Dr. István Balogh, Dr. János Kappelmayer, Dr. József Tőzsér (2011)
University of Debrecen
The previously described point mutations (missense, nonsense, splicing or regulatory) represent the majority of the pathogenic mutations. There are other types of mutations, where the originally present nucleotide number is changed. The size of these changes range from only one to a scale that can be detected by light microscope after the adequate staining of the chromosomes.
When one or more nucleotides are incorporated into a DNA sequence, the result is insertion. The effect of insertion largely depends on the number of the inserted nucleotides. If the number of the inserted nucleotides that are introduced into the codin region of a gene cannot be divided by three, the open reading frame is shifted. In this case, downstream of the mutation site the sequence of the encoded protein will be completely different and the resulting protein will be almost certainly unable to fulfill the function of the original. Insertions that cause frameshift usually result in the incorporation of the premature stop codon. In Figure 3.1., an adenine insertion can be seen, which causes frameshift, whereby the originally present histidines will be replaced by threonine and the following stretch of serine amino acids.
Alterations that affect the genetic material are extremely diverse, ranging in their size from only one nucleotide (see above) to many thousands of nucleotides. In some cases, even chromosome regions can be mutated, as it can be seen in Figure 3.2. The size of this mutation might reach the detection limit of light microscope or fluorescence in situ hybridization (FISH). The effects of this large-scale mutations, which might affect hundreds of genes, can be numerous. Depending on the affected region and/or the break points, they might have a role in the development of tumour, but the increased amount of the expressed proteins from the duplicated chromosome region might also be harmful.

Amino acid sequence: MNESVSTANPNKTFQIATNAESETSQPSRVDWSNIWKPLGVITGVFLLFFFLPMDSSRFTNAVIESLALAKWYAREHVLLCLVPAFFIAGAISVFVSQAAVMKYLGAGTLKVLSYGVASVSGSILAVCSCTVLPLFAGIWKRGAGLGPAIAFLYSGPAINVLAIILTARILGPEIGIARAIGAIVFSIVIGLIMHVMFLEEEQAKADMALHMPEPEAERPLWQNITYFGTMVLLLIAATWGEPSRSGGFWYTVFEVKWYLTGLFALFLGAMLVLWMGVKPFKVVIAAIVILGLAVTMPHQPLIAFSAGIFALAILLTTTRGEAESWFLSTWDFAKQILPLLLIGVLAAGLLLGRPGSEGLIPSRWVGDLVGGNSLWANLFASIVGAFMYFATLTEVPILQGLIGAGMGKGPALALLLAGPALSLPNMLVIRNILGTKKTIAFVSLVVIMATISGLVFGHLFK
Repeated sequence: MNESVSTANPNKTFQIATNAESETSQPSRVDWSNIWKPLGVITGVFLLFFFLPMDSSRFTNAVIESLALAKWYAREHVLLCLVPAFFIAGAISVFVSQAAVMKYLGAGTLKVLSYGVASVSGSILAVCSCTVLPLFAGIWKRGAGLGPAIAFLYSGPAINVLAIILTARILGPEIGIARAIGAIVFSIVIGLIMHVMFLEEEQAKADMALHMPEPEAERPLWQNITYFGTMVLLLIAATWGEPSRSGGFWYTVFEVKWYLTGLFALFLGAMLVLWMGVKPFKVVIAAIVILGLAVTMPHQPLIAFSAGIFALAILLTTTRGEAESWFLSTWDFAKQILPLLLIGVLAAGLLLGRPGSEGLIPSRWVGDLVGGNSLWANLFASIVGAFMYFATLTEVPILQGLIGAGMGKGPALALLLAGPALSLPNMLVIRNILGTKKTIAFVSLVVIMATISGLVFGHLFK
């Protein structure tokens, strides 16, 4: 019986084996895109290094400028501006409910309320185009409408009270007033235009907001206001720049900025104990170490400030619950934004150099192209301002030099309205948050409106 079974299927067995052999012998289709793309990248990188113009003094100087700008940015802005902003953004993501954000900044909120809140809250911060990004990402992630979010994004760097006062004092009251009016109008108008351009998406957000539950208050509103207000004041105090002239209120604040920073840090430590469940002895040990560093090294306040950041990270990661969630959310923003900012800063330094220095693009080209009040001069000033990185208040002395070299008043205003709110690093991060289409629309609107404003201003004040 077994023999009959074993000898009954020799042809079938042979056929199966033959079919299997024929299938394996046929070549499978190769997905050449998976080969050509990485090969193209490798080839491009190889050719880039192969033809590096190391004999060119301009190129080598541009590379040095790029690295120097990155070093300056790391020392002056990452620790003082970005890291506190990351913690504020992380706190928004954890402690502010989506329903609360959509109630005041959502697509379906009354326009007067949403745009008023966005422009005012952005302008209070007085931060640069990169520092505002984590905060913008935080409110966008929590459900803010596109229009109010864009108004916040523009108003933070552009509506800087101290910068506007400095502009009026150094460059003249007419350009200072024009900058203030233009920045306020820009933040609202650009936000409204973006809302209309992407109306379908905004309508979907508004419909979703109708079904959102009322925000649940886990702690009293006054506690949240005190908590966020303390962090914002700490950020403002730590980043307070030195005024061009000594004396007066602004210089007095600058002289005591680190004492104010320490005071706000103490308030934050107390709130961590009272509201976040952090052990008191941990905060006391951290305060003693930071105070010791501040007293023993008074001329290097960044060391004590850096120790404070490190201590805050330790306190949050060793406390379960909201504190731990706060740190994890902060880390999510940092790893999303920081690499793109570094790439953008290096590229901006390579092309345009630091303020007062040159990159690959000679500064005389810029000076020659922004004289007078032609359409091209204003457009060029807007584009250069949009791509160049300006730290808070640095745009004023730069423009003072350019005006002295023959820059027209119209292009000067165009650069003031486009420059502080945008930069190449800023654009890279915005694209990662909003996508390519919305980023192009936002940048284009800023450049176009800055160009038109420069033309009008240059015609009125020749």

The opposite of the above mentioned insertion and duplication types of mutations is deletion. When one or more nucleotides are removed from a DNA sequence, the result is deletion. The effect of deletion is similar to the effect of insertion, in that it largely depends on the number of the inserted nucleotides. If the number of the deleted nucleotides introduced into the coding region of a gene cannot be divided by three, the open reading frame is shifted the same way as it is seen in the case of insertion. In this case, the downstream of the mutation site the sequence of the encoded protein will be completely different and the resulted protein will be unable to fulfill the function of the original. Deletions that cause frameshift usually result in the incorporation of the premature stop codon. In Figure 3.3, an adenine deletion can be seen, which causes frameshift and completely replaces the originally present histidine motif.
The open reading frame of the translation starts with the first ATG codon that encodes methionine. Insertion or deletion mutations, when the number of the affected nucleotides cannot be divided by three, will cause frameshift. A frameshift mutation is almost always pathogenic and results in premature stop codon. Such an mRNA molecule is usually degraded. It is not only small scale mutations that can cause a frameshift. In some cases, when entire exons are deleted or duplicated, the result can be a frameshift as well. A good example of that effect is one of the most prevalent monogenic diseases, the X-linked Duchenne/Becker type muscular dystrophy. In this case, the most prevalent cause of the disease are large deletions. The status of the open reading frame is an important prognostic factor, as mutations not affecting the open reading frame will result in Becker and mutations causing frameshift will result in Duchenne type of dystrophinopathy. Figure 3.4. shows the effect of a frameshift mutation, it does not show, however, whether the frameshift is caused by deletion or insertion.